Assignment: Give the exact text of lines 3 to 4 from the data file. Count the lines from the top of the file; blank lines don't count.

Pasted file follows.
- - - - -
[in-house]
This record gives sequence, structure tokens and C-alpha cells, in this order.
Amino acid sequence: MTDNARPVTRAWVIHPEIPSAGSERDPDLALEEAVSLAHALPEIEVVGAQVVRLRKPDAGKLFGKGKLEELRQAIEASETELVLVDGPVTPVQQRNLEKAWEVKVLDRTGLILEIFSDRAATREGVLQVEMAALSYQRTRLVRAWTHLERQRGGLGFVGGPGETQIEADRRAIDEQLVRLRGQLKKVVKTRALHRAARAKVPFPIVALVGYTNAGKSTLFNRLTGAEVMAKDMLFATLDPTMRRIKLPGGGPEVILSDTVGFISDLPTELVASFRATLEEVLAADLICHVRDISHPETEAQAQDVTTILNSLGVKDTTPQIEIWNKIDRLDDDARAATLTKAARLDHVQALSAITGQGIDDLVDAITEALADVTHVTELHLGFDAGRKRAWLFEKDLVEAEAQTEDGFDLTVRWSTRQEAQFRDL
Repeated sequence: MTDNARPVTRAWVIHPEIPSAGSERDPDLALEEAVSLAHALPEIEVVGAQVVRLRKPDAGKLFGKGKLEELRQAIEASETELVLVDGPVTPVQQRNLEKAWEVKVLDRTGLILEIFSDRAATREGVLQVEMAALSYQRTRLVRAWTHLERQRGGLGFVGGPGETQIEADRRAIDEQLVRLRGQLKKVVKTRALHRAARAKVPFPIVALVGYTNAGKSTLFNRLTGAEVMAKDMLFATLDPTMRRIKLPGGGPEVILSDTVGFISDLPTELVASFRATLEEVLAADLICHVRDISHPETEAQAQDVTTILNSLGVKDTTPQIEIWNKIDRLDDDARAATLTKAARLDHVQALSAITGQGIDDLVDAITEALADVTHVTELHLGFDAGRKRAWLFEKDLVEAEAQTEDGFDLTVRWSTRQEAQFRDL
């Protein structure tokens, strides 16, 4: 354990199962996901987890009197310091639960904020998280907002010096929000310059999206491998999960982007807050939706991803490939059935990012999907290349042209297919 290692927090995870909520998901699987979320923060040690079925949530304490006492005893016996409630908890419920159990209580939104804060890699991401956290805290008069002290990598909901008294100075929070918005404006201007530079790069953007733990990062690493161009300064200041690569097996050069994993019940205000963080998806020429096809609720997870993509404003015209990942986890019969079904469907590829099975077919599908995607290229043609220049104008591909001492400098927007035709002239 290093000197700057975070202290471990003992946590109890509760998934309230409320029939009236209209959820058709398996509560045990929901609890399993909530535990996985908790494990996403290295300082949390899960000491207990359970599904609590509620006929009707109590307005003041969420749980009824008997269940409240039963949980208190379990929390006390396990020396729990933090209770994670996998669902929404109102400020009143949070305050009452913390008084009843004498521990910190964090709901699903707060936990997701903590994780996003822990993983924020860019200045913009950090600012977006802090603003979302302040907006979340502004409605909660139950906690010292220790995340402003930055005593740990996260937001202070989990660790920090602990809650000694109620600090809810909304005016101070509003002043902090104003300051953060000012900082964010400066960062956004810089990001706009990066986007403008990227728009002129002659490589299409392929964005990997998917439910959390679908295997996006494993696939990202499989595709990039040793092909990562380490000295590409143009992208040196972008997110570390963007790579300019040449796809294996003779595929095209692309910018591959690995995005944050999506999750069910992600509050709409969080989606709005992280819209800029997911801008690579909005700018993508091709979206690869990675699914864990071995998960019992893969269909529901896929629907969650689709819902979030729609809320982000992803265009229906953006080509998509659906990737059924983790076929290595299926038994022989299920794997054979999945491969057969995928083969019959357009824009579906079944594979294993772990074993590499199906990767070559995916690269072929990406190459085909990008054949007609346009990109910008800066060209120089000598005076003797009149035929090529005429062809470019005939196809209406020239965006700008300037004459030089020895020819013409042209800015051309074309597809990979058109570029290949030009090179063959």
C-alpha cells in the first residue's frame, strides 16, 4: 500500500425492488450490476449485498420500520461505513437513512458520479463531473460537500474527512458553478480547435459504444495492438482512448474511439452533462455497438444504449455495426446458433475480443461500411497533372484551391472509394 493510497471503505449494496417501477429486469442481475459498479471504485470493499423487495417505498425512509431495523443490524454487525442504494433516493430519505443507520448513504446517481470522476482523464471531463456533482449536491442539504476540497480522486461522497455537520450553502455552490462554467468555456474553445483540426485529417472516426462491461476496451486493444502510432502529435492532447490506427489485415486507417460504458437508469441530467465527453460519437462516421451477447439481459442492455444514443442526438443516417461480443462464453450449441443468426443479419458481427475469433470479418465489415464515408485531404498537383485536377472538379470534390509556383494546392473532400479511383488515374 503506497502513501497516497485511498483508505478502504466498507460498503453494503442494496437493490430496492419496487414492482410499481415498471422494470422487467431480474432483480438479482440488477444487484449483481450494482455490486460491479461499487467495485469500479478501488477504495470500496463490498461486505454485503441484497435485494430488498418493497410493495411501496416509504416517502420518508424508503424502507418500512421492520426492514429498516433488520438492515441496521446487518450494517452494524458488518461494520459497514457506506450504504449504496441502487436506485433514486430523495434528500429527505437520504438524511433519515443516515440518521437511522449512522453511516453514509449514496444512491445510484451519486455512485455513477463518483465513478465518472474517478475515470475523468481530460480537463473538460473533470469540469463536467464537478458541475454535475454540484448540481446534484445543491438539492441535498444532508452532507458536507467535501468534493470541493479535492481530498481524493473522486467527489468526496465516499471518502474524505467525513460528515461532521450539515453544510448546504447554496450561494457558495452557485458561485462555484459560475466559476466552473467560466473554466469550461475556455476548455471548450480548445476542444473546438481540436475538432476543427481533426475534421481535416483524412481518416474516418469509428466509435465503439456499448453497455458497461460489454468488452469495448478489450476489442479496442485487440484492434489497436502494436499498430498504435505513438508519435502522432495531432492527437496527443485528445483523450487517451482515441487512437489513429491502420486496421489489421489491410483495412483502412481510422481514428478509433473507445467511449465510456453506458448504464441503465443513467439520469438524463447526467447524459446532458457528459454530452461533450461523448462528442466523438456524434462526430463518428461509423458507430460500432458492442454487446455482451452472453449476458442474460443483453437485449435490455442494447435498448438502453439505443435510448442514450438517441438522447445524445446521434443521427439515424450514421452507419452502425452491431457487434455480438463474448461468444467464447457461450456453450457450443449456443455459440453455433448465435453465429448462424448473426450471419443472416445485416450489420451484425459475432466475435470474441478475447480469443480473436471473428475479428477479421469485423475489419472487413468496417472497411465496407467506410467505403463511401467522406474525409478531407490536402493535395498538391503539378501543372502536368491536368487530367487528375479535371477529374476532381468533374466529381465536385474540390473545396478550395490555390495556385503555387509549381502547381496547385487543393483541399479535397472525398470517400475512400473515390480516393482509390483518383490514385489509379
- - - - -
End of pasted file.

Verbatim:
Amino acid sequence: MTDNARPVTRAWVIHPEIPSAGSERDPDLALEEAVSLAHALPEIEVVGAQVVRLRKPDAGKLFGKGKLEELRQAIEASETELVLVDGPVTPVQQRNLEKAWEVKVLDRTGLILEIFSDRAATREGVLQVEMAALSYQRTRLVRAWTHLERQRGGLGFVGGPGETQIEADRRAIDEQLVRLRGQLKKVVKTRALHRAARAKVPFPIVALVGYTNAGKSTLFNRLTGAEVMAKDMLFATLDPTMRRIKLPGGGPEVILSDTVGFISDLPTELVASFRATLEEVLAADLICHVRDISHPETEAQAQDVTTILNSLGVKDTTPQIEIWNKIDRLDDDARAATLTKAARLDHVQALSAITGQGIDDLVDAITEALADVTHVTELHLGFDAGRKRAWLFEKDLVEAEAQTEDGFDLTVRWSTRQEAQFRDL
Repeated sequence: MTDNARPVTRAWVIHPEIPSAGSERDPDLALEEAVSLAHALPEIEVVGAQVVRLRKPDAGKLFGKGKLEELRQAIEASETELVLVDGPVTPVQQRNLEKAWEVKVLDRTGLILEIFSDRAATREGVLQVEMAALSYQRTRLVRAWTHLERQRGGLGFVGGPGETQIEADRRAIDEQLVRLRGQLKKVVKTRALHRAARAKVPFPIVALVGYTNAGKSTLFNRLTGAEVMAKDMLFATLDPTMRRIKLPGGGPEVILSDTVGFISDLPTELVASFRATLEEVLAADLICHVRDISHPETEAQAQDVTTILNSLGVKDTTPQIEIWNKIDRLDDDARAATLTKAARLDHVQALSAITGQGIDDLVDAITEALADVTHVTELHLGFDAGRKRAWLFEKDLVEAEAQTEDGFDLTVRWSTRQEAQFRDL